Khegpa, the Head Hunter



A tale of a time long gone, not even to the nearest of men's remembrance, a mother left her only daughter at home, Tshering Zangmo by the name  while she went to fetch firewood in the nearest forest. As was the usual practice for a single mother to keep her daughter away from exhaustion and weariness of climbing the mountains and vales, she left her all by herself at their makeshift home.
And unexpectedly, she took quite a longer time to return home that day. And the fact was obvious that the firewood at a nearby places was not enough for her load.

As usual, she reached home, tired and fatigue with a bunch of firewood enough for another week or so. The first thing the mother did was, a motherly instinct, looked for her daughter. She wanted to make sure that she had looked after herself well, while she was away.

'Tshering, Tshering', she called out to her daughter loud. Silence prevailed at each and every corner of the place. She panicked and ran here and there, looking for her, but all in vain. Nobody at the village had the slightest clue about Tshering's whereabouts.

No, she never did go with any of the girl at the village anywhere because she would not return with any of the person that the mother knew at the village.
Not losing hope, the mother waits at the door of her makeshift for her daughter’s return singing the hymn of
ཤོག་ཤོག་ ཚེ་རིང་བཟང་མོ་ཤོག
ཨ་མའི་བུ་མོ་ཚེ་རིང་བཟང་མོ་ཁྱོད་ཤོག
But a heart ripping rumour it was the mother heard that Tshering was believed to be abducted by Khegpa, the Head Hunter. And the legend has it that Tshering Zangmo on the other hand could hear her mother sing from the dark cell under the bridge. Perhaps the waves of the river had flown her mother's sorrow. Imprisoned and let to be infested by the spirit and the dark force of the bridge, Tshering Zangmo is believed to be dead, whining inside the dark cell.

And it’s still believed that a person abducted is kept inside the dark cell under the bridge to please the spirit and the deity of the place so that the bridge will be protected by the dark force.

My grandparents used to say that Khegpas were just like us, but wore mask featuring different faces in order to hide their identity. I still wonder if they had seen one.And every time Khegpa, the Head Hunter becomes the talk of the town, it send the people early inside their homes. Hunters would return home early. A hunt unsuccessful won’t be a problem amidst the fear of Khegpa, herders would bring their herd early, before dusk and nobody would travel far enough. But every night, village men, strong and bravest of all would guard the village at every entry and exit of the village with poison arrows and bow, even the sword.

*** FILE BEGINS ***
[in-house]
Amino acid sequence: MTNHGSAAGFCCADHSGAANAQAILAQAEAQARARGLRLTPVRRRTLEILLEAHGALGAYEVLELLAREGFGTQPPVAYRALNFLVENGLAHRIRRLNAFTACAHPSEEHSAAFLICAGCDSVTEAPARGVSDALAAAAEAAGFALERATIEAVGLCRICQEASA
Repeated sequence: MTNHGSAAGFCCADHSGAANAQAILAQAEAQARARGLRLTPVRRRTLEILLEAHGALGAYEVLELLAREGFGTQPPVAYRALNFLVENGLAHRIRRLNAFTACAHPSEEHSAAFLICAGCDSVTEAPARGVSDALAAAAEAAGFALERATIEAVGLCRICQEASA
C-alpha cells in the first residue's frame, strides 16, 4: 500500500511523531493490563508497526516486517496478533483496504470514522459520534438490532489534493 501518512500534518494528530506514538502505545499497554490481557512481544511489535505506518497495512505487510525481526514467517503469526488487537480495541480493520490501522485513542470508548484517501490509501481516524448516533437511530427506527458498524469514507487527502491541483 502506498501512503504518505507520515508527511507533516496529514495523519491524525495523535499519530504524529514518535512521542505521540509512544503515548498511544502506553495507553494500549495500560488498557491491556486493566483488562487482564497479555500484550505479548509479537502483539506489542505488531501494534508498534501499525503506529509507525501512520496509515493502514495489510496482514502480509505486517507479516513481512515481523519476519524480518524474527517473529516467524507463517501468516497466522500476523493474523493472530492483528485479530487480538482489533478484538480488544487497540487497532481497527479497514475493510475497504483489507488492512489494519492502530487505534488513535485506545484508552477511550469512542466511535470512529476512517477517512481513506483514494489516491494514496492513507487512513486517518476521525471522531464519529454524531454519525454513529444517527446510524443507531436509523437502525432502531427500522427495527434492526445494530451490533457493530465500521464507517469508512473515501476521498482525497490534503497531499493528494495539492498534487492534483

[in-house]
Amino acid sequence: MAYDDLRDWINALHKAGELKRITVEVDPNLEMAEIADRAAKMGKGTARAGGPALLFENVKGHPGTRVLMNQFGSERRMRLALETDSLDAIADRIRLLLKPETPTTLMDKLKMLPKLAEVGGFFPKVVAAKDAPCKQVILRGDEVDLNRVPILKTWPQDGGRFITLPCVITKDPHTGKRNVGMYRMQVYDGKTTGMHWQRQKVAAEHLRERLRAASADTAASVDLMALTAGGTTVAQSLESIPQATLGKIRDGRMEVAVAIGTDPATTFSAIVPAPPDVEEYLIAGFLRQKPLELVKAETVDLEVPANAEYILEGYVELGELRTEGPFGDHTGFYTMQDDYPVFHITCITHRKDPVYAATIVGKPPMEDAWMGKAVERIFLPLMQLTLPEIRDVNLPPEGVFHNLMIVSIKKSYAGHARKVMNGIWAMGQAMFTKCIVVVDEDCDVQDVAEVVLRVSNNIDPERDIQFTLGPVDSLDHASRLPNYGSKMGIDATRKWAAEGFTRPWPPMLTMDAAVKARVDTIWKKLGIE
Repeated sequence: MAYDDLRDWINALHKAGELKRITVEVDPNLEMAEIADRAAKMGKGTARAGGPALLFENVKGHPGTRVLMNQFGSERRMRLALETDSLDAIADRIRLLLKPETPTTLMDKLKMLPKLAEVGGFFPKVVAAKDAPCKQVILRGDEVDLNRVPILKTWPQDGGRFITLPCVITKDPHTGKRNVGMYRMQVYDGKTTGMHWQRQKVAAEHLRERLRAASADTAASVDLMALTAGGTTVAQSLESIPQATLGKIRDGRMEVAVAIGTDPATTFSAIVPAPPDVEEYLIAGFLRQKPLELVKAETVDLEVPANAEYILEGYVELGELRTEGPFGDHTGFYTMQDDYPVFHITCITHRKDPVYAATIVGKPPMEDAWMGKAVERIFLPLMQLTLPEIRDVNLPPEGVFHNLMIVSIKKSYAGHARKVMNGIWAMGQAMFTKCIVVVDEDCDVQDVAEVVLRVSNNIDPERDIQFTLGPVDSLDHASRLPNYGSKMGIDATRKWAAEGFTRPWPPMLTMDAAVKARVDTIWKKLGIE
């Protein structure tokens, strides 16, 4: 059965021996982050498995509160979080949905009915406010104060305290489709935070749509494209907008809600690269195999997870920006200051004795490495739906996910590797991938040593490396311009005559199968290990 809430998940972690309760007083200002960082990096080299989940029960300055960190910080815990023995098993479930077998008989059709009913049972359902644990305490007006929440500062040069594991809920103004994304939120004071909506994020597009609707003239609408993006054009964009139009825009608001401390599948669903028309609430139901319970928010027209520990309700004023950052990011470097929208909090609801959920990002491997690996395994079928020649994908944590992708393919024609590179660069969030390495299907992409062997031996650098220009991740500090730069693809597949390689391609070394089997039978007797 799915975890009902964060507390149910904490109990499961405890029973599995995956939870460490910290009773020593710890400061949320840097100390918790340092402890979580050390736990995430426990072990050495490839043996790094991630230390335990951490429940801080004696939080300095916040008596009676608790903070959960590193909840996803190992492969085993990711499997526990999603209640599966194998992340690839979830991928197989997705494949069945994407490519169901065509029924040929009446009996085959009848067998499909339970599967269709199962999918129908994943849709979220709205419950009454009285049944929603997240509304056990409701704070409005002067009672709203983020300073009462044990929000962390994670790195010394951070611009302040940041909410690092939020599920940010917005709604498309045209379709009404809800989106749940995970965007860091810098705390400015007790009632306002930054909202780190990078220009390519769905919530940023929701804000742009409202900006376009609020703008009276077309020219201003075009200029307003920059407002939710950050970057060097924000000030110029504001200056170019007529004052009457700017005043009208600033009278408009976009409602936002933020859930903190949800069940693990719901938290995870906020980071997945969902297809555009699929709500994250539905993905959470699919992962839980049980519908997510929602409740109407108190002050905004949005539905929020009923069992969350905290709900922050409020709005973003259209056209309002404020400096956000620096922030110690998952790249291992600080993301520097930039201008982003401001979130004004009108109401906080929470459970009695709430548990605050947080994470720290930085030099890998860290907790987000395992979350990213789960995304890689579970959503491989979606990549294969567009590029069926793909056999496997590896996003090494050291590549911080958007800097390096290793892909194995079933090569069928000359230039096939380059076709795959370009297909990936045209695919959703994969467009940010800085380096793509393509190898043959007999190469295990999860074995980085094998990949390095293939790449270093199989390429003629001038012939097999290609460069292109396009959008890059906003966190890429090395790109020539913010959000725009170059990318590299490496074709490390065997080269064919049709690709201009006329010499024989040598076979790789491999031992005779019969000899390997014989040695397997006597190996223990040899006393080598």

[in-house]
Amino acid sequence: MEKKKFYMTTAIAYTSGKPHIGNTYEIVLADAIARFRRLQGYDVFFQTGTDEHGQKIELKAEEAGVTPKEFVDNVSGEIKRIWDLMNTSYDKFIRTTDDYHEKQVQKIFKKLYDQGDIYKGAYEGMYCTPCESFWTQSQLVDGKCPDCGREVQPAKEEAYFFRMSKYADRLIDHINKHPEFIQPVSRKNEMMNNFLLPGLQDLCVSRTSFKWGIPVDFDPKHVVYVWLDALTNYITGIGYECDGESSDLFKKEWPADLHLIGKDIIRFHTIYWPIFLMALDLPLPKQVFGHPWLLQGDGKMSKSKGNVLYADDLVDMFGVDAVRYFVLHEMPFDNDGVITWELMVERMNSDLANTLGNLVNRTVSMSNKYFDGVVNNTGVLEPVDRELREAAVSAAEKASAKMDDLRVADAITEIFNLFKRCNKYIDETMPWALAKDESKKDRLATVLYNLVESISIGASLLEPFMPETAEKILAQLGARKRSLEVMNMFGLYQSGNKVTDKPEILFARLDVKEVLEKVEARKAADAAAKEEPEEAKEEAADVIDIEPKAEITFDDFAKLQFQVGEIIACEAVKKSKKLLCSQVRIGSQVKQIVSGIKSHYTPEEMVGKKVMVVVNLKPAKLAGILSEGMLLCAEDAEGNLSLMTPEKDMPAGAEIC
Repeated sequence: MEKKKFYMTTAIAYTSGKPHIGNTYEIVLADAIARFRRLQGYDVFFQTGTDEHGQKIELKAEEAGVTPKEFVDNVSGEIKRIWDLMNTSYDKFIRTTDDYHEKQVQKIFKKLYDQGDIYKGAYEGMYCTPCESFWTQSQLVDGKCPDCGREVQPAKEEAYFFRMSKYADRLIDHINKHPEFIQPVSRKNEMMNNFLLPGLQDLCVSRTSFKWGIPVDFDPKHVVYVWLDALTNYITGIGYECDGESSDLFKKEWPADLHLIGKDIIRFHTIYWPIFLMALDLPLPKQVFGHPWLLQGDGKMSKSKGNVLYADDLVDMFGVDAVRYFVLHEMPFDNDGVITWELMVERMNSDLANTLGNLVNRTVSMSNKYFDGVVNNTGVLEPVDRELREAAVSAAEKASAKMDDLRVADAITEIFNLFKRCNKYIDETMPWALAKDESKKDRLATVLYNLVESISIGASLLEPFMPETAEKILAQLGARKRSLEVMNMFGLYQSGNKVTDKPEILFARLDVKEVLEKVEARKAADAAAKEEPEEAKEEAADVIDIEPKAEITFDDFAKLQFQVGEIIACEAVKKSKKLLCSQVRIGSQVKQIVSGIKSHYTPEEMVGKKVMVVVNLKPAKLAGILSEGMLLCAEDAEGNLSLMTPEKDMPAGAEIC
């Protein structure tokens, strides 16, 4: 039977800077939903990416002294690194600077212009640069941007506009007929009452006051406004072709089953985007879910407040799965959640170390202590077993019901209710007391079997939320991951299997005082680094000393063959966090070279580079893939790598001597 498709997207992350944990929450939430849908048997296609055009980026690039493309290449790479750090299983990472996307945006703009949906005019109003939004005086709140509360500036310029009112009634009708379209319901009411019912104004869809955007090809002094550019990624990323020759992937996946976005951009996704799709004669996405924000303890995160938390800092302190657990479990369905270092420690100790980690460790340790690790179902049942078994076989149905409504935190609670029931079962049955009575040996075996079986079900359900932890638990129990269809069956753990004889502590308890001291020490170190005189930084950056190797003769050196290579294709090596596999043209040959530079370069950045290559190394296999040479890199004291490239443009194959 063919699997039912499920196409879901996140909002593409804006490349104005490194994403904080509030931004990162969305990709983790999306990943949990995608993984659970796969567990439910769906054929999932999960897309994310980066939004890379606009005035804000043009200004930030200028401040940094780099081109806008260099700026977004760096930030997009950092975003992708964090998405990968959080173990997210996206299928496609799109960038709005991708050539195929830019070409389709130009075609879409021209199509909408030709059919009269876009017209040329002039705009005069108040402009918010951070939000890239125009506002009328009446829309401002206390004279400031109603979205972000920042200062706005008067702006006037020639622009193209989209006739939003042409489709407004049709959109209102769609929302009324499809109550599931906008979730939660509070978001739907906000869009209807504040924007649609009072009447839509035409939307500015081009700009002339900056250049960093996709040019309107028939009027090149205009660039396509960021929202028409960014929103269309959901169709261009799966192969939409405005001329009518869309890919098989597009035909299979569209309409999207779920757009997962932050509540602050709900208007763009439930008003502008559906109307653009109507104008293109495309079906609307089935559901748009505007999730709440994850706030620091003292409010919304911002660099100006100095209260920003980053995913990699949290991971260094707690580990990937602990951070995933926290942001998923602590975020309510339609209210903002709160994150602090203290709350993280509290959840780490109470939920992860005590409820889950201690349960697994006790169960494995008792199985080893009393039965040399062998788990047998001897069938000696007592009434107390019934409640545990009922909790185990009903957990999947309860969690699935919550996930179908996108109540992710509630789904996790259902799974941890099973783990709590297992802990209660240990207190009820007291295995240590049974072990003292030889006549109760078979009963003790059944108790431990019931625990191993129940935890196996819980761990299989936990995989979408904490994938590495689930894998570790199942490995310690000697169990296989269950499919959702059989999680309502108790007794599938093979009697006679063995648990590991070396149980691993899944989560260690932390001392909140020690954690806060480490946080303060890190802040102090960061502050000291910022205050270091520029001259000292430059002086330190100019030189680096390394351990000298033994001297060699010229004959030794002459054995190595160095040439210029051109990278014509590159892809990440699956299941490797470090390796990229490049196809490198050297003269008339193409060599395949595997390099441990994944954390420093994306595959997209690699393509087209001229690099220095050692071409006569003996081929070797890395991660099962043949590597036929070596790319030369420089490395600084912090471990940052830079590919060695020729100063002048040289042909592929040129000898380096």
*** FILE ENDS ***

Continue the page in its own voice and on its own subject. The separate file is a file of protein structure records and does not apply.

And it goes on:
We would feel safer in our homes.

But it is still a matter of wonder about why would they hunt head and what makes the human head so significant that it is being hunted down every time there's new dam construction. But we don't have any significant documentation evidence to prove that whatever people talk is true. And fact if it be, there would be countless head hunt because Bhutan's geographical landscape and hydroelectric projects have immense provisions of bridge, tunnel and dam constructions, but the fear of Khegpa or the Head Hunter is very occasional.

But the fear associated with Head Hunter and disappearance of people might have something to do with the stories every one of us has heard during our childhood days.

And some stories still make us remember the tricks played by village men to capture the Head Hunters during the olden times.  By letting the children play outside to lure the head Hunters, it is said that the Head Hunters were shot with poisoned arrows from the hide out, capturing and killing them on spot.

Or is it on the basis of another oral story, Khegpa or the Head Hunter comes into limelight when few people, who ran out of provisions at home spread the fear in people so that they get enough time and place to steal. Usually during those fearful times, people tend to assemble and be in group at some large and spacious homes. This gives Khegpas or the head Hunters the best chance to steal.

Even though the stories of children abduction by so called Khegpa is a fear in everybody's mind, how does the human head becomes necessary at the dam and bridge construction is still a mystery.


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